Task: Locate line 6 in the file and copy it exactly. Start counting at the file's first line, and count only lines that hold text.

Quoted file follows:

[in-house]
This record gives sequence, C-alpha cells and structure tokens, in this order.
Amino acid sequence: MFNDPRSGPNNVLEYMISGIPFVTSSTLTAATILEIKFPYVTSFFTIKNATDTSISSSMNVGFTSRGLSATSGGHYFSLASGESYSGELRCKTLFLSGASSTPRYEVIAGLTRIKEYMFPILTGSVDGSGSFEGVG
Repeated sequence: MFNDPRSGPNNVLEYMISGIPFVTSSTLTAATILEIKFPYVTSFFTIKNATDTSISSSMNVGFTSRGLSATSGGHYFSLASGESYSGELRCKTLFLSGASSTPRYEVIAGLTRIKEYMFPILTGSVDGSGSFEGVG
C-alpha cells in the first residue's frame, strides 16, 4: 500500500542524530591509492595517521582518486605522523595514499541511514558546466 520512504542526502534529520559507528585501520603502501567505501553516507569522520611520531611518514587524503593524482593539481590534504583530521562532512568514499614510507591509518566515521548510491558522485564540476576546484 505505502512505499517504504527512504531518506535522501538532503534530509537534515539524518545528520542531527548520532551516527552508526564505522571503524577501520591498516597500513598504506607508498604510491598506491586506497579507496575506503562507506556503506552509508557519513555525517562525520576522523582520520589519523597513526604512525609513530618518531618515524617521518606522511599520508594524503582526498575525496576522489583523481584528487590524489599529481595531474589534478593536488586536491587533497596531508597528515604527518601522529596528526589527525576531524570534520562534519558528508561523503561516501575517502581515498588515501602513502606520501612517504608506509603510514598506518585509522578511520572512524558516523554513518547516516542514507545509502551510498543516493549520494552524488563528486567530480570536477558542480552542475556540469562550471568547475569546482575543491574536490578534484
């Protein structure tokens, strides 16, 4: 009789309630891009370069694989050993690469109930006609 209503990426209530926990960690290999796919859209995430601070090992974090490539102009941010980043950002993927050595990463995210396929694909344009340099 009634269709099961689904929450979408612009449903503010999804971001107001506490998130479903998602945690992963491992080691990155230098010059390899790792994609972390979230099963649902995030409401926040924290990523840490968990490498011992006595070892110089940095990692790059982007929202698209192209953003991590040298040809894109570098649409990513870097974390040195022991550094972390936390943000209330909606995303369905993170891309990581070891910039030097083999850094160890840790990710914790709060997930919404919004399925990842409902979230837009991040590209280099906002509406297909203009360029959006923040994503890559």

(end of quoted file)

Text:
């Protein structure tokens, strides 16, 4: 009789309630891009370069694989050993690469109930006609 209503990426209530926990960690290999796919859209995430601070090992974090490539102009941010980043950002993927050595990463995210396929694909344009340099 009634269709099961689904929450979408612009449903503010999804971001107001506490998130479903998602945690992963491992080691990155230098010059390899790792994609972390979230099963649902995030409401926040924290990523840490968990490498011992006595070892110089940095990692790059982007929202698209192209953003991590040298040809894109570098649409990513870097974390040195022991550094972390936390943000209330909606995303369905993170891309990581070891910039030097083999850094160890840790990710914790709060997930919404919004399925990842409902979230837009991040590209280099906002509406297909203009360029959006923040994503890559």